Though 1930’s saw the end of his relationship with Modotti and many beginnings and ends with various lovers, it was also a decade of continued artistic success for Weston. He joined a small group of like-minded photographers in the San Francisco area, led by Van Dyke and Ansel Adams, who began informally meeting to discuss their common interest and aesthetics. They named themselves Group f/64, and in November, 1932, an exhibition of 80 of their prints was a critical success.
In January, 1935 he had met the woman that was to become very important to him, Charis Wilson. Soon after, he began taking a new series of nudes with Wilson as the model, with one of the first photographs he took of her, on the balcony of their home, became one of his most published images (Nude (Charis, Santa Monica)) becoming one of his most iconic images.
Although his recent work had received critical acclaim, he was not earning enough income from his artistic images to provide a steady income. Rather than going back to relying solely on portraiture, he started the “Edward Weston Print of the Month Club”, offering selections of his photos for a monthly $5 subscription. Each month subscribers would receive a new print from Weston, with a limited edition of 40 copies of each print. Although he created these prints with the same high standards that he did for his exhibition prints, it is thought that he never had more than eleven subscribers.
In 1937, Weston was awarded a Guggenheim grant, the first ever given to a photographer. The award was $2,000 for one year, a significant amount of money at that time. He purchased a car and he and Wilson took to the road, and photographing whatever he wanted. Over the next twelve months they covered 16,697 miles according to Wilson’s detailed log. Weston made 1,260 negatives during the trip. The freedom of this trip with the “love of his life,” combined with all of his sons now reaching the age of adulthood, gave Weston the motivation to finally divorce his wife. They had been living apart for sixteen years.
In 1939, “Seeing California with Edward Weston” was published, with photographs by Weston and writing by Wilson. Finally relieved from the financial stresses of the past and inordinately happy with his work and his relationship, Weston married Wilson in a small ceremony on April 24.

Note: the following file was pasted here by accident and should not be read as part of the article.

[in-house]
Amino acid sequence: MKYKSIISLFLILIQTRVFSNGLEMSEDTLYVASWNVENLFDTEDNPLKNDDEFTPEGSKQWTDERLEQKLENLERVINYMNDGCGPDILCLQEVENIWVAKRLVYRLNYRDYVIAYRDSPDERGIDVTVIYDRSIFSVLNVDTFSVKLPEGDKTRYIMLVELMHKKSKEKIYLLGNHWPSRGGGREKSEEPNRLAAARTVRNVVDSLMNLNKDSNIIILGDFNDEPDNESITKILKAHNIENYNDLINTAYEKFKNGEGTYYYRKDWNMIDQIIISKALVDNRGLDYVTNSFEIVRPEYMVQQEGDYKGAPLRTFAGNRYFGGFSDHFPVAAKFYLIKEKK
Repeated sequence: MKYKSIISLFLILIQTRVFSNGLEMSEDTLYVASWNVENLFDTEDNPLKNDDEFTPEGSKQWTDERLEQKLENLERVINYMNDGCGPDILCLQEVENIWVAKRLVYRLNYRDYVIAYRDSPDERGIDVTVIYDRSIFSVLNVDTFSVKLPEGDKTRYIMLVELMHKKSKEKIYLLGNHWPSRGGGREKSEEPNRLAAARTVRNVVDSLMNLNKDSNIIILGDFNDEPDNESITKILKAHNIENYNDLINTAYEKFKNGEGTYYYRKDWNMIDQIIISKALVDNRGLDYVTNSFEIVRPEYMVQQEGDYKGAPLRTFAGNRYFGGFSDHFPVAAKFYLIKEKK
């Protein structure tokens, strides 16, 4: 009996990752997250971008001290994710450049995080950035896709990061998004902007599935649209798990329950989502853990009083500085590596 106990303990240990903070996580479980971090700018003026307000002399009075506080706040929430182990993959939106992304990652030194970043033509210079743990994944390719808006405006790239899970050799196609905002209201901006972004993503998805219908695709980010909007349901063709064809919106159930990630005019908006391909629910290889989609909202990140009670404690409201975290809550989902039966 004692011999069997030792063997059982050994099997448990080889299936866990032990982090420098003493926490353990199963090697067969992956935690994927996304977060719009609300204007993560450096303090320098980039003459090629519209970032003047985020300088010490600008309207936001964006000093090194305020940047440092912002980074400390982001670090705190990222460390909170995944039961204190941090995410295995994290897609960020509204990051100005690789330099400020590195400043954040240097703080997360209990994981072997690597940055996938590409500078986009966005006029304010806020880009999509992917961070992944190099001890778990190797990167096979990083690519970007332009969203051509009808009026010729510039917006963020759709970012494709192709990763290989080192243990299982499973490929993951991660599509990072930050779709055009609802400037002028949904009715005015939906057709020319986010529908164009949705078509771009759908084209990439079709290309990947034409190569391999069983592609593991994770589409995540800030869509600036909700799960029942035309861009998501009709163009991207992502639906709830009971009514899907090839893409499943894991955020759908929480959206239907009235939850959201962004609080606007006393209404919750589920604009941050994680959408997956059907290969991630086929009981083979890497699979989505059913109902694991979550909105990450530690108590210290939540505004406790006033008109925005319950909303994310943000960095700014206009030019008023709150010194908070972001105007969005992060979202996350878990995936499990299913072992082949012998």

In 1940, just as the Guggenheim money was running out, Weston was invited to illustrate a new edition of Walt Whitman’s Leaves of Grass. He would receive $1,000 for photographs and $500 travel expenses. Weston insisted on having artistic control of the images he would take and insisted that he would not be taking literal illustrations of Whitman’s text. On May 28 he and Wilson began a trip that would cover 20,000 miles through 24 states; he took between 700 and 800 8×10 negatives as well as dozens of Graflex portraits.
The year 1945 marked the beginning of significant changes for Weston. He began to experience the first symptoms of Parkinson’s disease, a debilitating ailment that gradually stole his strength and his ability to photograph. He withdrew from Wilson, who at the same time began to become more involved in local politics and the Carmel cultural scene. A strength that originally brought them together – her lack of interest in becoming a photographer herself – eventually led to their break-up. She wrote, “My flight from Edward was also partly an escape from photography, which had taken up so much room in my life for so many years.”
By 1948 Weston was was no longer physically able to use his large view camera. That year he took his last photographs, at Point Lobos. His final negative was an image he called, “Rocks and Pebbles, 1948”. Although diminished in his capacity, Weston never stopped being a photographer. He worked to catalog his images and especially to oversee the publication and printing of his work.
Weston died at his home on New Year’s Day, 1958. His sons scattered his ashes into the Pacific Ocean at an area then known as Pebbly Beach on Point Lobos. Due to Weston’s significant influence in the area, the beach was later renamed Weston Beach.
He had $300 in his bank account at the time of his death.
(Edited from: https://en.wikipedia.org/wiki/Edward_Weston)